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Oncogene. 2008 Jan 31;27(6):811-22. Epub 2007 Jul 23.

Effects of protein phosphorylation on ubiquitination and stability of the translational inhibitor protein 4E-BP1.

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Translational Control Group, Division of Basic Medical Sciences, Centre for Molecular and Metabolic Signalling, St George's, University of London, London, UK.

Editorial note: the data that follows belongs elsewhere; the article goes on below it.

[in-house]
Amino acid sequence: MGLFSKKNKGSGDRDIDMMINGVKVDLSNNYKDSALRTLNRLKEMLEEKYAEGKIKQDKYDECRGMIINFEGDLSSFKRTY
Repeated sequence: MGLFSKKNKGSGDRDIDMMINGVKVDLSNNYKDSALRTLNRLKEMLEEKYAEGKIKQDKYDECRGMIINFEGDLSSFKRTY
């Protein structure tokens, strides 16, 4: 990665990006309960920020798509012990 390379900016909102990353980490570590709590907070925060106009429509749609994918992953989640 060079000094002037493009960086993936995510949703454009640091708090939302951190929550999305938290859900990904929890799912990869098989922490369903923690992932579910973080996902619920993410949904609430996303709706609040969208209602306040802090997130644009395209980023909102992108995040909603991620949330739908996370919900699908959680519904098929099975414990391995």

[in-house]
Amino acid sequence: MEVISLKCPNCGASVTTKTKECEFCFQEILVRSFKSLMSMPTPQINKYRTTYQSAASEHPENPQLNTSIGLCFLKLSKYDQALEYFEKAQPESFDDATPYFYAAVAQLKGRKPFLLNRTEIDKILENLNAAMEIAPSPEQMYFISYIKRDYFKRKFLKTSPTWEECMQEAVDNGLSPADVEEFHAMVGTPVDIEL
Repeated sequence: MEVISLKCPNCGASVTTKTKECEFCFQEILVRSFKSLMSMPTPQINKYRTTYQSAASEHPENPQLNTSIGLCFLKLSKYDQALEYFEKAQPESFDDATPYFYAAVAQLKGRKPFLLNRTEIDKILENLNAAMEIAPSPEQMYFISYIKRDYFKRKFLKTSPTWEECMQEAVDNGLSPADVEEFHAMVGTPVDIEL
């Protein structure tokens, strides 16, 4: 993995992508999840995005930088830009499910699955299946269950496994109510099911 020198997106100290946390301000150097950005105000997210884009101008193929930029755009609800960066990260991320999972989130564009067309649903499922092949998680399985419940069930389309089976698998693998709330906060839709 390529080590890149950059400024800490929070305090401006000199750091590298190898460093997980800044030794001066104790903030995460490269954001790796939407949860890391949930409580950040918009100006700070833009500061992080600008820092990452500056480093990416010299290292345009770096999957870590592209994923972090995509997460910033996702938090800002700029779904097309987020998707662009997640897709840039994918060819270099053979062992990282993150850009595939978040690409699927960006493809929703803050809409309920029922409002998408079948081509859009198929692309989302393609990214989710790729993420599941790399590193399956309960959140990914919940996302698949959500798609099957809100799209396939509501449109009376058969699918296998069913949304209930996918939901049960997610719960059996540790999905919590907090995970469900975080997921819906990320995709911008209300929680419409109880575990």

The availability of the eukaryotic polypeptide chain initiation factor 4E (eIF4E) for protein synthesis is regulated by the 4E-binding proteins (4E-BPs), which act as inhibitors of cap-dependent mRNA translation. The ability of the 4E-BPs to sequester eIF4E is regulated by reversible phosphorylation at multiple sites. We show here that, in addition, 4E-BP1 is a substrate for polyubiquitination and that some forms of 4E-BP1 are simultaneously polyubiquitinated and phosphorylated. In Jurkat cells inhibition of proteasomal activity by MG132 enhances the level of hypophosphorylated, unmodified 4E-BP1 but only modestly increases the accumulation of high-molecular-weight, phosphorylated forms of 4E-BP1. In contrast, inhibition of protein phosphatase activity with calyculin A reduces the level of unmodified 4E-BP1 but strongly enhances the amount of phosphorylated, high-molecular-weight 4E-BP1. Turnover measurements in the presence of cycloheximide show that, whereas 4E-BP1 is normally a very stable protein, calyculin A decreases the apparent half-life of the normal-sized protein. Affinity chromatography on m(7)GTP-Sepharose indicates that the larger forms of 4E-BP1 bind very poorly to eIF4E. We suggest that the phosphorylation of 4E-BP1 may play a dual role in the regulation of protein synthesis, both reducing the affinity of 4E-BP1 for eIF4E and promoting the conversion of 4E-BP1 to alternative, polyubiquitinated forms.

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